The Fitzroy Valley is a culturally complex area which includes Bunuba, Nyikina, Gooniyandi, Walmajarri and Wangkajunga language speakers. The Indigenous peoples of the Fitzroy Valley continue to live rich and contemporary lives which are connected to their traditional lands and culture. It is this connection which continues to form the Valley’s strong sense of community, family and intergenerational connectedness.
The lived experience of Indigenous peoples living in the Fitzroy Valley is deep and broad. Intergenerational and early life traumas have been the experience of many since the 1880s when the Kimberley was first colonised. Yet despite this, Indigenous peoples living throughout the Fitzroy Valley continue to live and be connected to their cultures, languages and lands, as has been the case for many tens of thousands of years. This continuous connection is a deep source of pride, strength and resilience.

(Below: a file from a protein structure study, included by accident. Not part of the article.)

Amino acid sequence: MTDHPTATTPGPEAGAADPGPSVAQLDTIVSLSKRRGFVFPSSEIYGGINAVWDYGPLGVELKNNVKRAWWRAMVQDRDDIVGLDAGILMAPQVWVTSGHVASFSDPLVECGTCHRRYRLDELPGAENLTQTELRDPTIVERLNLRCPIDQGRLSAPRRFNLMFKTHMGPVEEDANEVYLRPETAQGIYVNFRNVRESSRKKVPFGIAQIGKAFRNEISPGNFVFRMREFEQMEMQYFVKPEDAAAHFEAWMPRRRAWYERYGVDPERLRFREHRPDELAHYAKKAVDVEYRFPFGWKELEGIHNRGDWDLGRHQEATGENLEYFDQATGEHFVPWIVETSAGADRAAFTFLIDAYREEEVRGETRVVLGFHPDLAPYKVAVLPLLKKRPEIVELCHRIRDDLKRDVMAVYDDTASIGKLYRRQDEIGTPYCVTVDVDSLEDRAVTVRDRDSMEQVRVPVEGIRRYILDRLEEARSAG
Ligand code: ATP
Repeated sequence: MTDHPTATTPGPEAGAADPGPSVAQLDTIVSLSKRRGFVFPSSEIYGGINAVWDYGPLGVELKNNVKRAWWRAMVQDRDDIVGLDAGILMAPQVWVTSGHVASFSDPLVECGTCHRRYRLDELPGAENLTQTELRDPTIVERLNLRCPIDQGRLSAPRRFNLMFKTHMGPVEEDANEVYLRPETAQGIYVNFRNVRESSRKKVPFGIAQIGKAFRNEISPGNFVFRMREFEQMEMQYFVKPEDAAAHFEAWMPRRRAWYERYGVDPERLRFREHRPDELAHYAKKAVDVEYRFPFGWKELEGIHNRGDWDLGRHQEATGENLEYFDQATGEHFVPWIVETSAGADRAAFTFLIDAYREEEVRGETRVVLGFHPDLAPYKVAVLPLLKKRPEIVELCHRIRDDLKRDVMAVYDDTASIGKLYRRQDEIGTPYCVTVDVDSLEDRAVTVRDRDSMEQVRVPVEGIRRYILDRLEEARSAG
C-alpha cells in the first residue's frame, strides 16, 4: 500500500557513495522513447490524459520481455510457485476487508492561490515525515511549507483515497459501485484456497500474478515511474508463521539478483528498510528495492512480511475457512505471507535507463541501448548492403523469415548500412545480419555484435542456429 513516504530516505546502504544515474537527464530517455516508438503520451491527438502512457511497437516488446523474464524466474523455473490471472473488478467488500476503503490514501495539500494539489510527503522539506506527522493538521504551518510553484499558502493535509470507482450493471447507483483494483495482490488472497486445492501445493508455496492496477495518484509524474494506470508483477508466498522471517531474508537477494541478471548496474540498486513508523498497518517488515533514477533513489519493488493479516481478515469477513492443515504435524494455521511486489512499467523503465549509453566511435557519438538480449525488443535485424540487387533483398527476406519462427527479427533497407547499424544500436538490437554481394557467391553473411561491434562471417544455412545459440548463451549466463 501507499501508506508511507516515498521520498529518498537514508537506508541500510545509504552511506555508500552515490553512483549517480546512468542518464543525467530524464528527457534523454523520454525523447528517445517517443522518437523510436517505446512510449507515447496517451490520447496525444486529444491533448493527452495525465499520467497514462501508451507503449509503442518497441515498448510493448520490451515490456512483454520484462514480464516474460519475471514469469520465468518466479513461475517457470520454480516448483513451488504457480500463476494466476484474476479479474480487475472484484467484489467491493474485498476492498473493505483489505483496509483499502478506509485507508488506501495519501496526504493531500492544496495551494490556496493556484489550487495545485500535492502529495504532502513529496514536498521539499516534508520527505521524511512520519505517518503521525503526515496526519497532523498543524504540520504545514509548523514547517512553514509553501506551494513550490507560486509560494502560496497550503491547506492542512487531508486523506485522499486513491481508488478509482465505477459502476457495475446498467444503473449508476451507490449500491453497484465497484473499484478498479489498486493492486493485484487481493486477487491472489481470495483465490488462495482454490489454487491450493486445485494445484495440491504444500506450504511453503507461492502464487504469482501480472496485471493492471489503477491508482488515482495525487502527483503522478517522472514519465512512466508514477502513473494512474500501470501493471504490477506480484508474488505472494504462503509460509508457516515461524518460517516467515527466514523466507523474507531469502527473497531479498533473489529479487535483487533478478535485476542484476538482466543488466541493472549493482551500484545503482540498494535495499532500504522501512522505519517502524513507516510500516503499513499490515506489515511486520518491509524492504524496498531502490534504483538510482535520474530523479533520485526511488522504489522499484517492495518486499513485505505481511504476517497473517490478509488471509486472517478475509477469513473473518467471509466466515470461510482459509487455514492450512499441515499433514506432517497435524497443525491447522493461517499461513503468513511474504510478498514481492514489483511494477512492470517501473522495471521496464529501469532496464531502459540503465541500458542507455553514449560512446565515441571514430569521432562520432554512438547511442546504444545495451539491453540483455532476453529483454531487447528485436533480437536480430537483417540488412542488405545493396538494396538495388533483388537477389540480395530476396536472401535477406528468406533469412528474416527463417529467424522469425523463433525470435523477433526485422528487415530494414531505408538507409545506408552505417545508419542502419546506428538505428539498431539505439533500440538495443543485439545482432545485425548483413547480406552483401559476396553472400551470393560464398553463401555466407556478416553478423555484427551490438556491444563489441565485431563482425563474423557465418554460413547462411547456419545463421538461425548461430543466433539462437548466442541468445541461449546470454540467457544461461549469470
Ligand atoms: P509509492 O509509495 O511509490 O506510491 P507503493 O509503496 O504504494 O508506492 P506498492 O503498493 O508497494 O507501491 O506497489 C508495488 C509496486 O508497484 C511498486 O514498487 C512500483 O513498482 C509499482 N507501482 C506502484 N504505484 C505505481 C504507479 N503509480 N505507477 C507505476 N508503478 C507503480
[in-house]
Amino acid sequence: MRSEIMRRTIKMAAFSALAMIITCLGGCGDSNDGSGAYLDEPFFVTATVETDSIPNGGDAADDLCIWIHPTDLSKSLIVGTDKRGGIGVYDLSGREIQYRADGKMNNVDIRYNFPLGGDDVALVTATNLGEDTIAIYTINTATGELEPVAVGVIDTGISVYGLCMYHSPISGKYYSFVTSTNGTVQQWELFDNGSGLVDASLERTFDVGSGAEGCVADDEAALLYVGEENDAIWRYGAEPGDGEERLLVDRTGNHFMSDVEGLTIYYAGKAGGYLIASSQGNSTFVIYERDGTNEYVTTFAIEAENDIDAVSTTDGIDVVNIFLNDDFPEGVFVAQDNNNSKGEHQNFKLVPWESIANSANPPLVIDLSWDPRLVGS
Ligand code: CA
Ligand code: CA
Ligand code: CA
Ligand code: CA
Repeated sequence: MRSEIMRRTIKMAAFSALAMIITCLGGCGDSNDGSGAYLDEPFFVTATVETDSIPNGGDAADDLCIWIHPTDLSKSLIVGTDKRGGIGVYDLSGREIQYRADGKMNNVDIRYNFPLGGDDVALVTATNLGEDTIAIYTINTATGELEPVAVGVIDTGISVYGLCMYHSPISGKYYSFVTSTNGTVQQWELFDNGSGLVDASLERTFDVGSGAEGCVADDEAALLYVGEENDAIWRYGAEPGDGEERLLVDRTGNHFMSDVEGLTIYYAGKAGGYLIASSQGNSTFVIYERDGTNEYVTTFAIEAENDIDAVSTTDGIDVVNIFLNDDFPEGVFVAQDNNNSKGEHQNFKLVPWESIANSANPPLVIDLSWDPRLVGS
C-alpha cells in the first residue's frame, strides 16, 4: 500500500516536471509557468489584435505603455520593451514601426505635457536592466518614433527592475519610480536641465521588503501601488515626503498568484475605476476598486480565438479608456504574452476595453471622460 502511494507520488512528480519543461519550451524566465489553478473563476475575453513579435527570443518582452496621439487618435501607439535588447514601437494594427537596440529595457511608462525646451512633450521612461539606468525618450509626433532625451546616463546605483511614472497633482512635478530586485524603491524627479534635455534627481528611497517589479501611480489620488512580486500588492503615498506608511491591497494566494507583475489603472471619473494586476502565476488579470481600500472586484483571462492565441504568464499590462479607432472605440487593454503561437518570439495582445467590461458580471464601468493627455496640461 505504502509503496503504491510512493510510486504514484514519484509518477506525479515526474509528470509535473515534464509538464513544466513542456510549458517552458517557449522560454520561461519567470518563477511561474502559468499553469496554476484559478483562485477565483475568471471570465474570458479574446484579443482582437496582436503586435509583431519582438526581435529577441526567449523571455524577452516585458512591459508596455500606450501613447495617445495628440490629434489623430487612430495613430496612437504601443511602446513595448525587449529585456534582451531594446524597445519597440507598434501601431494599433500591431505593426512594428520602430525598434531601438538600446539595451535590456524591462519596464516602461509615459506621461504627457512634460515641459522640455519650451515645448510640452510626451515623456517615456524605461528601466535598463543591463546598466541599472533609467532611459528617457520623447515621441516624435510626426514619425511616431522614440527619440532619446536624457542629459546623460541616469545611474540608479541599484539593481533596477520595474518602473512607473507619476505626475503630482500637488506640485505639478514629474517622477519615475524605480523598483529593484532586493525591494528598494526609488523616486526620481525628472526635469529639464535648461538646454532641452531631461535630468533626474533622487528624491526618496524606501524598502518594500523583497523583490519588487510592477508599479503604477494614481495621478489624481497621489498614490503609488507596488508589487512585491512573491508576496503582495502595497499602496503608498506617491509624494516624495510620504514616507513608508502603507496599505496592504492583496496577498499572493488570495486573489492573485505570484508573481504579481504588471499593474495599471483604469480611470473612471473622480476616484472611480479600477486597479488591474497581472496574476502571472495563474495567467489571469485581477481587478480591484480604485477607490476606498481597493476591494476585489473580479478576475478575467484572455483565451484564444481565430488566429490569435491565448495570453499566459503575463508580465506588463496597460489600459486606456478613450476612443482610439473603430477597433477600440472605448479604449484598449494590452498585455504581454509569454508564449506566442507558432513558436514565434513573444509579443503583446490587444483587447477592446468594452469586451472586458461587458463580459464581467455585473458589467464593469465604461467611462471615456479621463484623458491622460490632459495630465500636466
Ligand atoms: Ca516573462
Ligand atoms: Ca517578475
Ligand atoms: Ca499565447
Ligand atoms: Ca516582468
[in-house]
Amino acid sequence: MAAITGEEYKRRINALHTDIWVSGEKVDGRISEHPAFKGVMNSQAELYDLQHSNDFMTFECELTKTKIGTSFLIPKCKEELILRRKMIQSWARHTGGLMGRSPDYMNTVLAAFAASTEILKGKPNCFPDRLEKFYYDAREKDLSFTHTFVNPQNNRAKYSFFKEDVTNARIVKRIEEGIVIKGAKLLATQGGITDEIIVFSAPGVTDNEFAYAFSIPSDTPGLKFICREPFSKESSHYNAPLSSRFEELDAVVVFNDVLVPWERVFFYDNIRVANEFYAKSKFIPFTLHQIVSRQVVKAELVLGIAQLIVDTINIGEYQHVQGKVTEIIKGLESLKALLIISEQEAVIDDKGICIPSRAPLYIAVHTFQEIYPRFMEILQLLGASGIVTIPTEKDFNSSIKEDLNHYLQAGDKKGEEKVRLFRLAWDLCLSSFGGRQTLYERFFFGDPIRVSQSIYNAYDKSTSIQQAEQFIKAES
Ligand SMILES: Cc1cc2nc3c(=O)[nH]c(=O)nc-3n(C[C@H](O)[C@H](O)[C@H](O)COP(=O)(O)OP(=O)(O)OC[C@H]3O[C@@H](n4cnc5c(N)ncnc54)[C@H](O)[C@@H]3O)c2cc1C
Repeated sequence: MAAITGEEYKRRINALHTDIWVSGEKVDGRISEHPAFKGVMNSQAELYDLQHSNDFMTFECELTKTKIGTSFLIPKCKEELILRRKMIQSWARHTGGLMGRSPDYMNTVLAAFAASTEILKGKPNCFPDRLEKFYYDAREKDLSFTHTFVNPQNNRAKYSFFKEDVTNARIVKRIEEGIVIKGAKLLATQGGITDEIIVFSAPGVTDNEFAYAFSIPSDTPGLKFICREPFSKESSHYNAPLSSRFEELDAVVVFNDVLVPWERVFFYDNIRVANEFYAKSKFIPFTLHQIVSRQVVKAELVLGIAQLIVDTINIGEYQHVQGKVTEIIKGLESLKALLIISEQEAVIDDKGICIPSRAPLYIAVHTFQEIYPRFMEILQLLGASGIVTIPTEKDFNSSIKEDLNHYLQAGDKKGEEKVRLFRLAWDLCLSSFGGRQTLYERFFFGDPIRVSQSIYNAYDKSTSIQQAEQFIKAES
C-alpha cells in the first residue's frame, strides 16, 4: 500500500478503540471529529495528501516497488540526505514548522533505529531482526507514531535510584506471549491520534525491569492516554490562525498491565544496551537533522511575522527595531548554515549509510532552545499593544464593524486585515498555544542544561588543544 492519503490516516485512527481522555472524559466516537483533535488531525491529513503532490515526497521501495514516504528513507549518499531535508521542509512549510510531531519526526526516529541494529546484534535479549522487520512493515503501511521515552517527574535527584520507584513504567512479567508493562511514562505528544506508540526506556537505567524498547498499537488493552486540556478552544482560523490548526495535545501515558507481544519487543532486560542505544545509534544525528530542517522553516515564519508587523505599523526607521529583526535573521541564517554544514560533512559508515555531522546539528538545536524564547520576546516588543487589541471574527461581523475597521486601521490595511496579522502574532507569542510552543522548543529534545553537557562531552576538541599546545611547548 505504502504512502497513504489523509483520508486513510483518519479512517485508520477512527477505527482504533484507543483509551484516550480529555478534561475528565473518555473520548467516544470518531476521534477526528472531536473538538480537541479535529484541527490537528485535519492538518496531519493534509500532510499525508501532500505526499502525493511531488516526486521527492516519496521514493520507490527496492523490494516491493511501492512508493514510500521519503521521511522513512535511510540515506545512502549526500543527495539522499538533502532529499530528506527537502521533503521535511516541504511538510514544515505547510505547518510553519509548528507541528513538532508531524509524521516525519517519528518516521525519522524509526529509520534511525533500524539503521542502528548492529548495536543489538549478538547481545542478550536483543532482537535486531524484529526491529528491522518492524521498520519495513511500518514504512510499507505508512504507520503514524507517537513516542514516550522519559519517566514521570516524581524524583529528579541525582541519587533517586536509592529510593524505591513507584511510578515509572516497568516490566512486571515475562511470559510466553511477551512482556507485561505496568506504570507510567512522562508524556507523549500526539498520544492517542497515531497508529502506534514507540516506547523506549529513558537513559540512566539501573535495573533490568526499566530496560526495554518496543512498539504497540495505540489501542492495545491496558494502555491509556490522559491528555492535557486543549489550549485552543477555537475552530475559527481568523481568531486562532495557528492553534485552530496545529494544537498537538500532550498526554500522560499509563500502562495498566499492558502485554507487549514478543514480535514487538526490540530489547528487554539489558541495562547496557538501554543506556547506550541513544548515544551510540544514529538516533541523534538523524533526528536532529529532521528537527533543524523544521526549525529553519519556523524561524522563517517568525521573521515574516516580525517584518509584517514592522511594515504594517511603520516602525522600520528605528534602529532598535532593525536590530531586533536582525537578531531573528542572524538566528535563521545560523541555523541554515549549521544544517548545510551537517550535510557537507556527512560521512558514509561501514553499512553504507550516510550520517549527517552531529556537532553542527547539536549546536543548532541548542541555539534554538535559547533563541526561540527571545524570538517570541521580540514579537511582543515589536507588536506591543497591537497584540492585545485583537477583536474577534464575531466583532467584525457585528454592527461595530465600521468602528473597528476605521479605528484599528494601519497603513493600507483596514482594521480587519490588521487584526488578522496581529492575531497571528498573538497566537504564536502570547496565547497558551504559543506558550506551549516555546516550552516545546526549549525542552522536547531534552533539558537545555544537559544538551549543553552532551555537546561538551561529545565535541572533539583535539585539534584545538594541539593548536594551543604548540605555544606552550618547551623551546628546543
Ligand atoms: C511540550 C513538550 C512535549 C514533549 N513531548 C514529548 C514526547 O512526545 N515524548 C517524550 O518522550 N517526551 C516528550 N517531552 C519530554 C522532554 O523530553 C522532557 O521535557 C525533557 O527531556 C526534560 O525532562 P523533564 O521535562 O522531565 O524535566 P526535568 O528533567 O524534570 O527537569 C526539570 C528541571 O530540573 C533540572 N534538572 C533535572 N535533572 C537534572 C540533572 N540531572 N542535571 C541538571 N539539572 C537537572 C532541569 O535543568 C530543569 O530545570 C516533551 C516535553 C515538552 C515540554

In order for Indigenous people to maintain cultural and land-owning connections they made the difficult decision to move onto cattle stations and become part of an Australia-wide indentured labour force. They were simultaneously absorbed into the world of white station owners and continued to travel their countries remaining connected to family and cultural practices. In the late 60s and early 70s, with the enforcement of equal wages, Indigenous people left the cattle stations on mass. Fitzroy Crossing, a small settlement of approximately 300 people, exploded to a population of 2000 in a matter of months.